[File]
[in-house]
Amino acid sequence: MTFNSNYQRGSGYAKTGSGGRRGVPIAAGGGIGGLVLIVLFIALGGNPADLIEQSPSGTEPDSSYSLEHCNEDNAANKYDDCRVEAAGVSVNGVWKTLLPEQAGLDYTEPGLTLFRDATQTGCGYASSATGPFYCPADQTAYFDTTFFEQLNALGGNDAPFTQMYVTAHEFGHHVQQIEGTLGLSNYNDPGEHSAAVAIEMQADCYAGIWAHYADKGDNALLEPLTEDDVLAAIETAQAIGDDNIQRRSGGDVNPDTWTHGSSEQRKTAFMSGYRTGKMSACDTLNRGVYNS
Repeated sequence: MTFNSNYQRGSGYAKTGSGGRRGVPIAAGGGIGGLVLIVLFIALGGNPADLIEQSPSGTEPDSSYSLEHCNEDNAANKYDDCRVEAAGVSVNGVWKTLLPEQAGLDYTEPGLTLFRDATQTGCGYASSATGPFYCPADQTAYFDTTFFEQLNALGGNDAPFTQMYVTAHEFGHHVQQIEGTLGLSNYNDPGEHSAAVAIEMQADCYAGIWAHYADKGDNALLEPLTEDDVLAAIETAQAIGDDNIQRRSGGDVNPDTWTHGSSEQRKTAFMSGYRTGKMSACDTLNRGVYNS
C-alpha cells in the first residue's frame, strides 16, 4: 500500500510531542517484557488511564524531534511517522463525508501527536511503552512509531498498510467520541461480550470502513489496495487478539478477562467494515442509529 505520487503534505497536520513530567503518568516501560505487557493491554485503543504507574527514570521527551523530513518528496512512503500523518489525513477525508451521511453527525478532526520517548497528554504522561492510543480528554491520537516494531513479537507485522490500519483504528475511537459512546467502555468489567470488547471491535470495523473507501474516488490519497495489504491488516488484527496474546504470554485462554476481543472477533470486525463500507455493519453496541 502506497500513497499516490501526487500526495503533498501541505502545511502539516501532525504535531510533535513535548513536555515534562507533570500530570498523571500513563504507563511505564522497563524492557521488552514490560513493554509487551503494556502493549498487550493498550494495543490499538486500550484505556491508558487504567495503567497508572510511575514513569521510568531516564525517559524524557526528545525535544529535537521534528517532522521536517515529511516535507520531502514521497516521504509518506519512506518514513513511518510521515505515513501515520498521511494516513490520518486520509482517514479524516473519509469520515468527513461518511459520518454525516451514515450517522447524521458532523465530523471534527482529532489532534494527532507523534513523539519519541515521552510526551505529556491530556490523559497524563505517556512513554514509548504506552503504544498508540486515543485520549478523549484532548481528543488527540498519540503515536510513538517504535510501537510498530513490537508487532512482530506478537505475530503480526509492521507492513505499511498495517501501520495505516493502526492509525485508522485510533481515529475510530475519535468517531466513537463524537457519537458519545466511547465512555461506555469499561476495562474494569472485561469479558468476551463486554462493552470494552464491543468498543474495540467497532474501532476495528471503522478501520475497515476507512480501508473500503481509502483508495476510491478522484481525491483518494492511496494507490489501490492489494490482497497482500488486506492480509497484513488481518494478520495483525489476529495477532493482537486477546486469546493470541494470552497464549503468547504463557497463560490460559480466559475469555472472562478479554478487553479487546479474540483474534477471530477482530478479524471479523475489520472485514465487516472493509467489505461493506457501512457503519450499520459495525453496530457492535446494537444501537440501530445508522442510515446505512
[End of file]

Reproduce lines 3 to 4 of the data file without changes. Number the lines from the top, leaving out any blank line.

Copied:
Repeated sequence: MTFNSNYQRGSGYAKTGSGGRRGVPIAAGGGIGGLVLIVLFIALGGNPADLIEQSPSGTEPDSSYSLEHCNEDNAANKYDDCRVEAAGVSVNGVWKTLLPEQAGLDYTEPGLTLFRDATQTGCGYASSATGPFYCPADQTAYFDTTFFEQLNALGGNDAPFTQMYVTAHEFGHHVQQIEGTLGLSNYNDPGEHSAAVAIEMQADCYAGIWAHYADKGDNALLEPLTEDDVLAAIETAQAIGDDNIQRRSGGDVNPDTWTHGSSEQRKTAFMSGYRTGKMSACDTLNRGVYNS
C-alpha cells in the first residue's frame, strides 16, 4: 500500500510531542517484557488511564524531534511517522463525508501527536511503552512509531498498510467520541461480550470502513489496495487478539478477562467494515442509529 505520487503534505497536520513530567503518568516501560505487557493491554485503543504507574527514570521527551523530513518528496512512503500523518489525513477525508451521511453527525478532526520517548497528554504522561492510543480528554491520537516494531513479537507485522490500519483504528475511537459512546467502555468489567470488547471491535470495523473507501474516488490519497495489504491488516488484527496474546504470554485462554476481543472477533470486525463500507455493519453496541 502506497500513497499516490501526487500526495503533498501541505502545511502539516501532525504535531510533535513535548513536555515534562507533570500530570498523571500513563504507563511505564522497563524492557521488552514490560513493554509487551503494556502493549498487550493498550494495543490499538486500550484505556491508558487504567495503567497508572510511575514513569521510568531516564525517559524524557526528545525535544529535537521534528517532522521536517515529511516535507520531502514521497516521504509518506519512506518514513513511518510521515505515513501515520498521511494516513490520518486520509482517514479524516473519509469520515468527513461518511459520518454525516451514515450517522447524521458532523465530523471534527482529532489532534494527532507523534513523539519519541515521552510526551505529556491530556490523559497524563505517556512513554514509548504506552503504544498508540486515543485520549478523549484532548481528543488527540498519540503515536510513538517504535510501537510498530513490537508487532512482530506478537505475530503480526509492521507492513505499511498495517501501520495505516493502526492509525485508522485510533481515529475510530475519535468517531466513537463524537457519537458519545466511547465512555461506555469499561476495562474494569472485561469479558468476551463486554462493552470494552464491543468498543474495540467497532474501532476495528471503522478501520475497515476507512480501508473500503481509502483508495476510491478522484481525491483518494492511496494507490489501490492489494490482497497482500488486506492480509497484513488481518494478520495483525489476529495477532493482537486477546486469546493470541494470552497464549503468547504463557497463560490460559480466559475469555472472562478479554478487553479487546479474540483474534477471530477482530478479524471479523475489520472485514465487516472493509467489505461493506457501512457503519450499520459495525453496530457492535446494537444501537440501530445508522442510515446505512